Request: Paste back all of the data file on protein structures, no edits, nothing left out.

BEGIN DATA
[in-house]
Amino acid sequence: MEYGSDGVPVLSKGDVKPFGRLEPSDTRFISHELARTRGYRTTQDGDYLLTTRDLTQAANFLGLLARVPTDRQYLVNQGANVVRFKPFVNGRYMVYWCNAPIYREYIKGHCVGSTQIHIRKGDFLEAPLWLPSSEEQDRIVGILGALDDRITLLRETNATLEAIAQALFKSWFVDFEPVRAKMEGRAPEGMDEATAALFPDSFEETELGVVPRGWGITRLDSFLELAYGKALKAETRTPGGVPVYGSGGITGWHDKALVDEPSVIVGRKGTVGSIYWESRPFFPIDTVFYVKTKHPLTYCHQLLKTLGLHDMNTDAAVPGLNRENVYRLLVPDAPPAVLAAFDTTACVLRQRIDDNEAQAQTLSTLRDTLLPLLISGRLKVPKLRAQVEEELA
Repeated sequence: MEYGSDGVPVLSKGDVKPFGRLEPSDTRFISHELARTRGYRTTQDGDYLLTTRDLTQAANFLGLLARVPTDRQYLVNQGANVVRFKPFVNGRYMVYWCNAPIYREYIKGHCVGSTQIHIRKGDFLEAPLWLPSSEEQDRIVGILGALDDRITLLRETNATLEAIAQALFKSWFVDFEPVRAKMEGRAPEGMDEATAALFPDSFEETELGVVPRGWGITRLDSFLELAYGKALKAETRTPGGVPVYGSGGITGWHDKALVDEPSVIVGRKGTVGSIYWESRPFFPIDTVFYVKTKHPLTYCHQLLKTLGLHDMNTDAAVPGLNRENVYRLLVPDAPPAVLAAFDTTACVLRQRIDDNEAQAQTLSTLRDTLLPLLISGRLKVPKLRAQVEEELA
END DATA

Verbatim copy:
[in-house]
Amino acid sequence: MEYGSDGVPVLSKGDVKPFGRLEPSDTRFISHELARTRGYRTTQDGDYLLTTRDLTQAANFLGLLARVPTDRQYLVNQGANVVRFKPFVNGRYMVYWCNAPIYREYIKGHCVGSTQIHIRKGDFLEAPLWLPSSEEQDRIVGILGALDDRITLLRETNATLEAIAQALFKSWFVDFEPVRAKMEGRAPEGMDEATAALFPDSFEETELGVVPRGWGITRLDSFLELAYGKALKAETRTPGGVPVYGSGGITGWHDKALVDEPSVIVGRKGTVGSIYWESRPFFPIDTVFYVKTKHPLTYCHQLLKTLGLHDMNTDAAVPGLNRENVYRLLVPDAPPAVLAAFDTTACVLRQRIDDNEAQAQTLSTLRDTLLPLLISGRLKVPKLRAQVEEELA
Repeated sequence: MEYGSDGVPVLSKGDVKPFGRLEPSDTRFISHELARTRGYRTTQDGDYLLTTRDLTQAANFLGLLARVPTDRQYLVNQGANVVRFKPFVNGRYMVYWCNAPIYREYIKGHCVGSTQIHIRKGDFLEAPLWLPSSEEQDRIVGILGALDDRITLLRETNATLEAIAQALFKSWFVDFEPVRAKMEGRAPEGMDEATAALFPDSFEETELGVVPRGWGITRLDSFLELAYGKALKAETRTPGGVPVYGSGGITGWHDKALVDEPSVIVGRKGTVGSIYWESRPFFPIDTVFYVKTKHPLTYCHQLLKTLGLHDMNTDAAVPGLNRENVYRLLVPDAPPAVLAAFDTTACVLRQRIDDNEAQAQTLSTLRDTLLPLLISGRLKVPKLRAQVEEELA